The Department of Homeland Security is reportedly considering a proposal that would order children migrating with family across the U.S./Mexico border, to be separated from their parents and placed in protective custody until they can be handed over to a U.S. relative or even a state-sponsored guardian.
Three government officials have come forth to confirm that the proposal is under active consideration, Reuters reports. Under current immigration policy, migrants crossing illegally are given orders to cede to eventual legal proceedings, but are ultimately let go until their hearing comes. And the prolonged detainment of children is forbidden. But President Trump has vowed to put an end to the “catch and release” policy, leaving a whole host of questions, including one which asks what will happen to children making the trip with detained parents, who will now be forced to remain in detention while they contest deportation. According to the new proposal, the fate of a child will be overseen by the Department of Health and Human services, which will reportedly place them in a “least restrictive setting,” until their parents’ status is resolved.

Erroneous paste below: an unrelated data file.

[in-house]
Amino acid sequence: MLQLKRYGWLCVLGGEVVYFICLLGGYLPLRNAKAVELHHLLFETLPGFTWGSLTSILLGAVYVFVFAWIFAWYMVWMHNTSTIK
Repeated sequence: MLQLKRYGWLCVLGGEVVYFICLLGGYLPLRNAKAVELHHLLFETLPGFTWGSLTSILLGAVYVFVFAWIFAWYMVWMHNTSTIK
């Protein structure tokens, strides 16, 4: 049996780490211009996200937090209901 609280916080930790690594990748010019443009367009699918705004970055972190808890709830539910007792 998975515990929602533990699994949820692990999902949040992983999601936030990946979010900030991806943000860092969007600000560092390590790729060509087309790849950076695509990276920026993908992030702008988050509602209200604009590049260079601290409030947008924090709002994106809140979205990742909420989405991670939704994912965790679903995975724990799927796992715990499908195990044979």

The DHS acknowledges that all possibilities remain on the table, and that dividing parent from child is indeed a policy it is exploring, if not for the childrens’ safety, DHS says; then as a means of deterring parents from attempting the trip again after they’ve been released. “The journey north is a dangerous one with too many situations where children – brought by parents, relatives or smugglers – are often exploited, abused or may even lose their lives,” the DHS has said in a statement on the possible piece of legislation “With safety in mind, the Department of Homeland Security continually explores options that may discourage those from even beginning the journey.”
The administration’s review of the proposal comes during a three month period in which double the amount of migrants apprehended over the same period last year, were brought into custody. The DHS calculates that around 54,000 children and guardians were detained between October 1, 2016 and January 31, 2017.